RICHARDSON .,. TRAVELERS' INS. CO.
the UniteJStates." Third. A writ of neexeat was granted in the suit numbered 231, which was a creditor's bill, filed in aid of the original judgment in suit No. 221. The decree in suit No. 231 was rendered Mav 20, 1881. 'fhe defendant gave bonds, and the writ was discharged, and the defendant released from custody on December 9, 1881. The fendant has thus been under bonds not to leave this state for more than seven years. During all that time he has remained within the jurisdiction of this court. The writ of ne exeat is in its nature a temporary and provisional remedy. It is not intended to operate as a perpetual and life-long restraint upon the defendant's freedom of movement. To grant it in this suit (if the court had power to do so) for an indefinite period would be equivalent to committing the defendant to jail, the jail limits being the boundaries of the northern district of California. An injunction may issue, not as prayed for in the bill, but as granted in the original judgment on which this suit is founded. The counsel for defendant may draft and submit a decree in accordance with this opinion. He may also take such steps as he may be advised to compel the receiver to report the sums collected by him from the estate of Harris Lewis under the judgment rendered against him or the assignment executed by him to the receiver, and also the sums paid out by him for expenses, etc., for collection, to the end that the amount to be credited to Lewis on the judgment against him may be ascertained and liquidated. These accounts, as well as those of the assignee, should be closely l'lcrutinized. The court cannot avoid noticing that the total amount of debts in the bankrupt's schedule is stated to be about $44,257.25. The amonnt of debts proved is $29,770.73. The sums received by the assignee and receiver amount to at lenst $62,419.63, no part of which has been distributedto creditors.
(Circuit Court, N. D. illinois. June 22, 1891.)
LIFE I:-<SORANCE-LIABILITy-DEATH FROM INHALING GAS.
Under an insurance policy which exempts the company from liability in case of death caused by inhaling gas, recovery cannot be had in case of death caused by tbe inhalation of illuminating gas, where it is uncertain whether the death was reBult of an accident or of suicide.
At Law: Runyan Runyan, for plaintiff. C. C. Bonney and Lyman M. Paine, for defendant.
BLODGETT, J. This is a suit ona policy issued by defendant, whereby it assured the life of Frederick Richardson, the husband of plaintiff, against death by accident, in the sum of $6,000, payable to plaintiff. The proof shows that Mr. Richardson died at the Hotel Grace, in the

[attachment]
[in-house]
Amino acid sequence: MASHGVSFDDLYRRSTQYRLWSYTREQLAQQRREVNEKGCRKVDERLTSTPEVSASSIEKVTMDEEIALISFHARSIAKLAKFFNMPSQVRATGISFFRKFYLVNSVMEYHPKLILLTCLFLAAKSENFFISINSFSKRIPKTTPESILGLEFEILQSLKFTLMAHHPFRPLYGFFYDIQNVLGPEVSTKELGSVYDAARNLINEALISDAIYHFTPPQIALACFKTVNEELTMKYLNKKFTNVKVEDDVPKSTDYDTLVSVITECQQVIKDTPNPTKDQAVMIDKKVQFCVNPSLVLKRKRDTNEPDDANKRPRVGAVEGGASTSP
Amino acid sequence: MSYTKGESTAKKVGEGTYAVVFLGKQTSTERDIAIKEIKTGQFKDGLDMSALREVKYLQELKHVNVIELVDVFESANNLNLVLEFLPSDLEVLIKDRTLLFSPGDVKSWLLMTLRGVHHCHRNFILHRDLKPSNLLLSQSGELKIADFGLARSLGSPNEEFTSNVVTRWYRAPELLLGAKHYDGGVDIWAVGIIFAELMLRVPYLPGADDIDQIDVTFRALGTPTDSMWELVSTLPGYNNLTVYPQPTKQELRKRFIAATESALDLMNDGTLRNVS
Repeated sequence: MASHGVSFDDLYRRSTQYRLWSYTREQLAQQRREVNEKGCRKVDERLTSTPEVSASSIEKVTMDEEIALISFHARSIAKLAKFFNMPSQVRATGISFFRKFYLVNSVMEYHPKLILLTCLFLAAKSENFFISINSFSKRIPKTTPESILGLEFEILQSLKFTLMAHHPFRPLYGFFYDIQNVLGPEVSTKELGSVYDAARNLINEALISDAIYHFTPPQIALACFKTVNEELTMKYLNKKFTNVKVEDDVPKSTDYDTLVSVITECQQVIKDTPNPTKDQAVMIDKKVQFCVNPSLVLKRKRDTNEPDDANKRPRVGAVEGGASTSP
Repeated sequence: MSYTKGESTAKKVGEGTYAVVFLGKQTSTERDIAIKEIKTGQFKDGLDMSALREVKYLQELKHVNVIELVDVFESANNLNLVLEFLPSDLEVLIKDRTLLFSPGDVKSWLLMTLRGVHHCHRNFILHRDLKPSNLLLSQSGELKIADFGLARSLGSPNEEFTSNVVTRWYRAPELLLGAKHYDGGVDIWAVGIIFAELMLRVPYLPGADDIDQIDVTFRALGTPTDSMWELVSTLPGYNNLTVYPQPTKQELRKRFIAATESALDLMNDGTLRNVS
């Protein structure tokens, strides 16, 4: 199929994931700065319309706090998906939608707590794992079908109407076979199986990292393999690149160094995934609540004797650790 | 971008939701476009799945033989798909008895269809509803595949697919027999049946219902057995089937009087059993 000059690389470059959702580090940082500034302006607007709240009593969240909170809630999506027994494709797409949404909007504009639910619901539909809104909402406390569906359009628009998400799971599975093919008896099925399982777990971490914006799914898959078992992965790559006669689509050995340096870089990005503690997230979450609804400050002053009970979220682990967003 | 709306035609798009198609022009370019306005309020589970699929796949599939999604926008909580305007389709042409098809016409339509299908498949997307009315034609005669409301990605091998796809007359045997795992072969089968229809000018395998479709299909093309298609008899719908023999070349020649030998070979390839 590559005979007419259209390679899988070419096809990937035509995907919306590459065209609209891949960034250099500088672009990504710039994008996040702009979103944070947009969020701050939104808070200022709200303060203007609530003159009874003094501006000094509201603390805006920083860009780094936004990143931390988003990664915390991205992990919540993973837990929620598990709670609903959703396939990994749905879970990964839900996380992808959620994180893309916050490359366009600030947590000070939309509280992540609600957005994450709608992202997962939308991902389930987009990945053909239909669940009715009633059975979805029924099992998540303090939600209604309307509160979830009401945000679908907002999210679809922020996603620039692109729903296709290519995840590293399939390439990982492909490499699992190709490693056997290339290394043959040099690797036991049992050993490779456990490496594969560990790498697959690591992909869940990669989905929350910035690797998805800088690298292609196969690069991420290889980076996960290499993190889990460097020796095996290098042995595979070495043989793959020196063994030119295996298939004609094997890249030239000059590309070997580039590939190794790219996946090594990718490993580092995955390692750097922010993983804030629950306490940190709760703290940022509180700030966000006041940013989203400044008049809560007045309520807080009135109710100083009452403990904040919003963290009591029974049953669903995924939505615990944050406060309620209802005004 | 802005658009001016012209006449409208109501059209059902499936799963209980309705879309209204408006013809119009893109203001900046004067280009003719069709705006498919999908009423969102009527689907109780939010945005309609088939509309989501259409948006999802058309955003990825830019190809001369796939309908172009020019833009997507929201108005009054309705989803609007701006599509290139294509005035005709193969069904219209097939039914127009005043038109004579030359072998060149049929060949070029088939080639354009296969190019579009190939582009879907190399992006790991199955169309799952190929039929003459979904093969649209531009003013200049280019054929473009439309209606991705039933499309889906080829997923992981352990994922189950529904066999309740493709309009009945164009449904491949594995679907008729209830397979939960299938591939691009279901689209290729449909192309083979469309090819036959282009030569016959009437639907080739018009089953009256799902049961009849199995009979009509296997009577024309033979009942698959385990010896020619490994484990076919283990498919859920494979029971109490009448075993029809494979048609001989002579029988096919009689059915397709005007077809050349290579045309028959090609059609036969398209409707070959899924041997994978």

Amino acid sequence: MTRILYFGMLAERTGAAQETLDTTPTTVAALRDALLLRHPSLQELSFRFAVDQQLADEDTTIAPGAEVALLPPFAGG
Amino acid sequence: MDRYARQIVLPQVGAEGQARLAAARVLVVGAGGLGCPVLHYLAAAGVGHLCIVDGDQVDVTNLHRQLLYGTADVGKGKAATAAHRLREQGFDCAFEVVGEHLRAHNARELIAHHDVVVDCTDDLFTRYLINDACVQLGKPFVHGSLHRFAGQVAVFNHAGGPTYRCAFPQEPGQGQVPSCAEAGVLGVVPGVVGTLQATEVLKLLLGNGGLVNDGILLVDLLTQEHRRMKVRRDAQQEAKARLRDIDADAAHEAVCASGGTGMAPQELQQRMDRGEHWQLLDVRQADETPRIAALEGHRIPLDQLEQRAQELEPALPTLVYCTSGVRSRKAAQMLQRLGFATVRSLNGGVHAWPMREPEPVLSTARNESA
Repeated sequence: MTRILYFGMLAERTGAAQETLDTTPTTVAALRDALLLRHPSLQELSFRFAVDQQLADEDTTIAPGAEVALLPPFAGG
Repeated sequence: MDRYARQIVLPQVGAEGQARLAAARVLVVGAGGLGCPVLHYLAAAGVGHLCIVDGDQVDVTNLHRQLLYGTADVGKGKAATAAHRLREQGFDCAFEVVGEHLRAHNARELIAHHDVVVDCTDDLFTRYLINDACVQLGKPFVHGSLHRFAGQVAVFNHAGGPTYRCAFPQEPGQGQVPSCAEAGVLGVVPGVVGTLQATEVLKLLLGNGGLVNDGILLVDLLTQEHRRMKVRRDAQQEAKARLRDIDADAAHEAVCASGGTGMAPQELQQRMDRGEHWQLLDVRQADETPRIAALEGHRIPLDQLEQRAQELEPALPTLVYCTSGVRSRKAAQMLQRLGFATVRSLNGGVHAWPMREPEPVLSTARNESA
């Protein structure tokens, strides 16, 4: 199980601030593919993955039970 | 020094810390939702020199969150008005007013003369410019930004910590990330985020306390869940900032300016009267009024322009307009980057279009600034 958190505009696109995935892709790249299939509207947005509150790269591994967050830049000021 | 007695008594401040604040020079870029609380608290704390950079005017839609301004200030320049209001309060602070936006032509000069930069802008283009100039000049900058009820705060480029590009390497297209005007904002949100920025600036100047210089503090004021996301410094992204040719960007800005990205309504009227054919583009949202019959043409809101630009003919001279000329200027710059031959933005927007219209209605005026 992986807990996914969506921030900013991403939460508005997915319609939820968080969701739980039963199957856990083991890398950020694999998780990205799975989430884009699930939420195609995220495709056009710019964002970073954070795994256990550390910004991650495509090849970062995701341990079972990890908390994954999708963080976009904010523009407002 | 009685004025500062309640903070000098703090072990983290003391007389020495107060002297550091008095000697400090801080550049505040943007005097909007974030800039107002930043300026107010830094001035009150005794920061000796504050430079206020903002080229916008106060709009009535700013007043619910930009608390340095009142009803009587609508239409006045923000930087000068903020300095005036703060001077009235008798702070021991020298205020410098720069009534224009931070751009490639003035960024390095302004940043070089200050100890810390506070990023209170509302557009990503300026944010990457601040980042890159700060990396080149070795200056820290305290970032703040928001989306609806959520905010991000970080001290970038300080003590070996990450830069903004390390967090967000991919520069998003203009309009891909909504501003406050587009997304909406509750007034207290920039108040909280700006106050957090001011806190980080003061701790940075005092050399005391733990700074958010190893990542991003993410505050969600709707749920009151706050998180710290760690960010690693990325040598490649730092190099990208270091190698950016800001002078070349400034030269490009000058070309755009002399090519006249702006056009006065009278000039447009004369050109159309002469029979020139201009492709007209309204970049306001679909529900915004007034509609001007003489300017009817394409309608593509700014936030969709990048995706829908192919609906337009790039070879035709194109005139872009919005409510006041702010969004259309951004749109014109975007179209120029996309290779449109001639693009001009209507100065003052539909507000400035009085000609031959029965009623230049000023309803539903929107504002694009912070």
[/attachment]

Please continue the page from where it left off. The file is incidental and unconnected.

city .of Chic'i1go, on the 12th day of September, 1889, and while the policy: was in full force, and that his death was caused by inhaling illuminating gas. The proof shows that he was a guest of the hotel, was assigned a room to which he retired during the evening, and the next morning was found dead in his room, with illuminating gas escaping .freely from one of the gas burners in the room; and it is conceded that he died from the inhalation of this escaping gas, and that there wasno 'visible, mark of violence or injury upon his body. It is also c.onceded that due notice and proof of his death was given defendant in apt time, as required by the terms of the policy. Defendant denies liability, on the ground that the death of the assured did not occur JrOll1 a cause which illakes it liable under its contract of assurance. The policy, in terms,' insures against death resulting alone from external, violent, and accidental means, and making the liability of defendant subject to certain exceptions and conditions, among which are the following: "(4) This insurance does not cover disappearances; nor suicides, sane or insane; nor injuries of which there is no visible mark upon the body; nul' accident, nor death, nor loss of limb or of sight, nor disability, resulting wholly or partly, directly or indirectly, from any of the following causes, or while so engaged or affected: * * * Taking poison; contact with poisonous substailces; inhali ng gas."